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Vol 65 No 14

Published 5th July 2024


Rwanda

Pro-Kigali propagandists caught using Artificial Intelligence tools

A new report suggests the Rwandan government’s backers on X have been using Large Language Models to flood the platform

A coordinated online campaign promoting the Rwandan government’s projects and policies has been caught using Large Language Models (LLMs), including ChatGPT, and related Artificial Intelligence tools to mass-produce messages designed to simulate authentic support on X (formerly Twitter), according to a new report by Clemson University’s Media Forensics Hub. The campaign is also using these new methods to flood X with attacks on Rwanda’s critics, the report by the South Carolina university says. The target audience for the campaign covers countries in the region and in Europe as well as citizens in the country. Rwanda is holding elections on 15 July in which President Paul Kagame is likely to win by another landslide (AC Vol 65 No 13, A landslide victory foretold, again).

X forbids the use of LLMs on its platform. No action has been taken against the suspect accounts, we understand, but whether they are under investigation or not is unclear. In February, Africa Confidential reported that Kigali was working with a self-described ‘white hat hacker’ Jonathan Scott and the Milad Group. Based in Washington DC, Scott claims to have worked on cyber security for the Moroccan government (AC Vol 65 No 2, Kigali taps US hacker for new fight with Rusesabagina).

Before use of LLMs was widespread, mass postings regurgitating government talking points were regularly excised from X, which employs techniques for flagging identical posts and coordinated accounts. The use of LLMs has enabled the pro-Kigali network to reproduce the content of the message being promoted but without using the same phrasing, thus reducing their chances of being detected by X’s monitoring software. The sentiment is the same, but the words are different. The LLM massively reduces the time needed for the task.

The Clemson University researchers say the pro-Rwanda network has been using LLMs and AI tools to crowd out, by sheer numbers, posters and messages critical of the government, as well as generate apparently independent messages in Kigali’s favour.

The research analyses the online response to public controversy affecting the Rwandan government’s reputation since the beginning of the year by pro-Rwanda posters, which included efforts to divert the discussion from criticisms of Rwanda’s support of the M23 militia in eastern Congo-Kinshasa and of President Kagame. This was often done by emphasising the successes of the many sports teams the government sponsors, such as the football teams Arsenal, Bayern Munich and Paris Saint-Germain.

These accounts, which nearly all remain active, have also produced thousands of messages responding to the ‘Rwanda Classified’ investigation into the death of Rwandan journalist John Williams Ntwali (AC Vol 64 No 3, Journalist death prompts criticism). He died in a traffic collision in circumstances pointing towards Rwandan government responsibility, according to the investigators from Forbidden Stories, a consortium of journalists and publishers including the London Guardian, Paris-based daily Le Monde and Hamburg’s Die Zeit.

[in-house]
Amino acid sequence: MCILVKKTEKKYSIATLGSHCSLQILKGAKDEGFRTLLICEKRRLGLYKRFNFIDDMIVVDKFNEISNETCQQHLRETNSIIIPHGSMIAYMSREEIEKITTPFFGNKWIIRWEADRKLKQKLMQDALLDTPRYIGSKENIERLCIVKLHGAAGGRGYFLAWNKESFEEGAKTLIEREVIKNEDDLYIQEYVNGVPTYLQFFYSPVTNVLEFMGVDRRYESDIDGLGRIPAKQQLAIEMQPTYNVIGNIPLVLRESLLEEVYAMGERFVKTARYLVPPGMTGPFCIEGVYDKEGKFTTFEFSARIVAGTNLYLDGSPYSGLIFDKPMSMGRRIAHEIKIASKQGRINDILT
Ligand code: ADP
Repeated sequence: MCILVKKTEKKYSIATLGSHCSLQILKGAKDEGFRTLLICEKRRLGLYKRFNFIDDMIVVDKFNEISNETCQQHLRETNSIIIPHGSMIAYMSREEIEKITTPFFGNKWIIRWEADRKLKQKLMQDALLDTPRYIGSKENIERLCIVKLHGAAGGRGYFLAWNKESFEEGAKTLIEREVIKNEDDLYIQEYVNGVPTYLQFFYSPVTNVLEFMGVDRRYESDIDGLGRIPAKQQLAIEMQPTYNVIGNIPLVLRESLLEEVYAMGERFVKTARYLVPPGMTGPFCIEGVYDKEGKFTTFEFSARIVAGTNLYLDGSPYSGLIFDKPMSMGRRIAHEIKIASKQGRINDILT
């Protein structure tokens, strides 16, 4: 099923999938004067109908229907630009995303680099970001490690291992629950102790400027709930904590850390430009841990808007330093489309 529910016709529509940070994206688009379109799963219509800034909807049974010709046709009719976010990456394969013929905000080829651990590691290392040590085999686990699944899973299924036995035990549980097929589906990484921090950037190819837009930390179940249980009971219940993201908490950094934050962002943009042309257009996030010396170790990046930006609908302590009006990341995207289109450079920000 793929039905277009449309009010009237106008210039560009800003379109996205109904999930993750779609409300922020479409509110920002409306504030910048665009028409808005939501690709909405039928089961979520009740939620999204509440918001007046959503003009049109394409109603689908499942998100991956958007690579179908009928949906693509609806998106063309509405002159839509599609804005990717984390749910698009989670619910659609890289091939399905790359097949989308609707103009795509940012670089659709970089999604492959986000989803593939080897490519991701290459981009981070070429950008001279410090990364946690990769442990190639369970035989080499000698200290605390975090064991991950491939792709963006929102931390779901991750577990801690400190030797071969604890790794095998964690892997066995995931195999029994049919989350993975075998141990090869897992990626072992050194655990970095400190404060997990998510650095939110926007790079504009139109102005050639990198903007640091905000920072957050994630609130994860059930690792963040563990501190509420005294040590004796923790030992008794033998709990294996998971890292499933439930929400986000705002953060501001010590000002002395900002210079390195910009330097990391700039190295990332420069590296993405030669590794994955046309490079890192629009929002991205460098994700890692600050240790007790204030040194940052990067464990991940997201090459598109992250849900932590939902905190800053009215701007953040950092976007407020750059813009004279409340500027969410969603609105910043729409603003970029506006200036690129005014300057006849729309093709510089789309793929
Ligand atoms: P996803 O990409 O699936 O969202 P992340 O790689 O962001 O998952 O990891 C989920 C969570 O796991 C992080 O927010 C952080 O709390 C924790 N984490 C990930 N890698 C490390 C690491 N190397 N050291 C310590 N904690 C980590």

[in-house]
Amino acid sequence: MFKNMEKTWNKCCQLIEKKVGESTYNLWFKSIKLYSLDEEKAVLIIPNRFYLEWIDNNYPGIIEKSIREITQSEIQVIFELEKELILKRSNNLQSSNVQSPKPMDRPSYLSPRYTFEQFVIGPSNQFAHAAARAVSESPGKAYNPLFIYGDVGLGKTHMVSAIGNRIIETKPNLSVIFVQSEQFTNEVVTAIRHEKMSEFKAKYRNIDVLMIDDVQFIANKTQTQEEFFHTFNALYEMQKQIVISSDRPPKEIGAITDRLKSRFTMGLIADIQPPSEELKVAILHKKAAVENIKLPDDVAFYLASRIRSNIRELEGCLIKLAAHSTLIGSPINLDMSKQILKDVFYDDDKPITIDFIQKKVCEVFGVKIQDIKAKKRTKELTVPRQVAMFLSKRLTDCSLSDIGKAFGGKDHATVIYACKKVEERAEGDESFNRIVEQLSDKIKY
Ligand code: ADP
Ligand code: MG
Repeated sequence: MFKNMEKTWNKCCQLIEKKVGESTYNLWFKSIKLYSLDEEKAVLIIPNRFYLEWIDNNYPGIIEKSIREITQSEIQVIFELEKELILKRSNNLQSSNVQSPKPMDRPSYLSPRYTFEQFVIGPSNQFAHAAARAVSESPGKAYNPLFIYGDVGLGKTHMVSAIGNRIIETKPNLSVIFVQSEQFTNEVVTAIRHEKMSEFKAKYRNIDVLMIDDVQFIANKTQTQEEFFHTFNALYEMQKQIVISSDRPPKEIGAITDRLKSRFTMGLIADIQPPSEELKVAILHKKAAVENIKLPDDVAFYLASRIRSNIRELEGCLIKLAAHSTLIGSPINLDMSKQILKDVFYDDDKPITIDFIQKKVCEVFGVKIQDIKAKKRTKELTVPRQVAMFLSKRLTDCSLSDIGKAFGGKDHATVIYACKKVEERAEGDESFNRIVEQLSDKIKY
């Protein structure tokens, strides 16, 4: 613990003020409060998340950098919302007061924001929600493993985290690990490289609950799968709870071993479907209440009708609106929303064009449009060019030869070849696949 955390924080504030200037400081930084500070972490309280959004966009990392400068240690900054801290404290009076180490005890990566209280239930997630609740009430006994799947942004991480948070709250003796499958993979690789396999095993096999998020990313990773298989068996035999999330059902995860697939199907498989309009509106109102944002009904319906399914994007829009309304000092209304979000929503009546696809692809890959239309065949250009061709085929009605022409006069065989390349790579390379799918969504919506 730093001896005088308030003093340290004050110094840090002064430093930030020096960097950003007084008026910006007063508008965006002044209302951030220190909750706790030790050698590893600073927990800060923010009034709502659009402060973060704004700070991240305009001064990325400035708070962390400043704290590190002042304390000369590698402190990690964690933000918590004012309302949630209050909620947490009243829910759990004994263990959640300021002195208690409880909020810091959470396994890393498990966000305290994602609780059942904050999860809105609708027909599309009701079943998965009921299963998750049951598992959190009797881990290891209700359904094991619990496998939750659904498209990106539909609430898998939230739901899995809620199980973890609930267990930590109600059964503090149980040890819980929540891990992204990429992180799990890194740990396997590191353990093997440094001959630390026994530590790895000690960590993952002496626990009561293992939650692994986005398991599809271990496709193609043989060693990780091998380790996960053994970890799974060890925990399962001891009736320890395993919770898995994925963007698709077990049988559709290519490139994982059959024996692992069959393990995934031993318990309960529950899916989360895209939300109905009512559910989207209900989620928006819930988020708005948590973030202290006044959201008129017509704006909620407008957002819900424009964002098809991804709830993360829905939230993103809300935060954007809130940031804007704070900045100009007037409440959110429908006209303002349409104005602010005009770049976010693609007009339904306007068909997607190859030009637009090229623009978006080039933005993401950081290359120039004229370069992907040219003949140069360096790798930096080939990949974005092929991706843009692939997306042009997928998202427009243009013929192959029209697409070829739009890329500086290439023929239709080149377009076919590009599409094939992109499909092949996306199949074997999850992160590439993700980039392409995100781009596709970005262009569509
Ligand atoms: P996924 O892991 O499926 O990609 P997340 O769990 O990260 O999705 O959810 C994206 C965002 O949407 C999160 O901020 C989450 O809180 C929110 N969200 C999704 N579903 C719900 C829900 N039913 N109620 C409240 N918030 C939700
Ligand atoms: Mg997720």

The new report analysed 464 accounts responsible for posting 650,000 messages since the beginning of the year, which have grown in number as the year progressed. Many of the accounts are still active. Just over half the messages were devoted to supporting Rwanda’s position on the conflict in Congo-K, where Kagame is accused of sending his troops, as well as supporting M23.

Posts repeatedly accuse the Kinshasa government of collaborating with the mainly Hutu Forces démocratiques de libération du Rwanda (FDLR) militia in eastern Congo, which is accused of links with the perpetrators of the genocide in Rwanda.

Visual imagery, which often combines generative templates with more labour-intensive photoshopping, was also deployed at scale. The would-be Rwandan presidential candidate Victoria Ingabire, for example, had her face seamlessly superimposed on that of a militia fighter shouldering a machine-gun.

Another highly pejorative image of a meeting of anti-Rwanda activists had the appearance of being automatically generated by AI, a commentator said.

The use of AI was revealed by mistakes the posters made. They accidentally included the commands given to ChatGPT, and its answer. One answer went, ‘Sure, here are 50 content ideas for thanking RPF Inkotanyi with the hashtag #ThanksPK at the end of each.’

The inauthenticity of the account behaviour was made clear by the patterns of posting and coordinated use of hashtags.

Specific aims varied. In one themed campaign, different posters had the job of attacking the Burundian army’s alleged collaboration with the FDLR in Congo-K. Most of the posters operate private accounts but used the automatically generated messages.

This was indicated in part by the fact that most of the in-network messages went out during normal working hours, with fewer on weekends, indicating the posters produced the messages during day jobs.

Other than the integration of these new tools, analysts saw nothing surprising in the online campaign apparently co-ordinated by actors aligned with the government in Kigali, as the government there has been highly active on digital propaganda and on social media. They added that the removal of accounts involved in coordinated behaviour could have reputational effects and could limit the capacity of the network to distract from criticisms.



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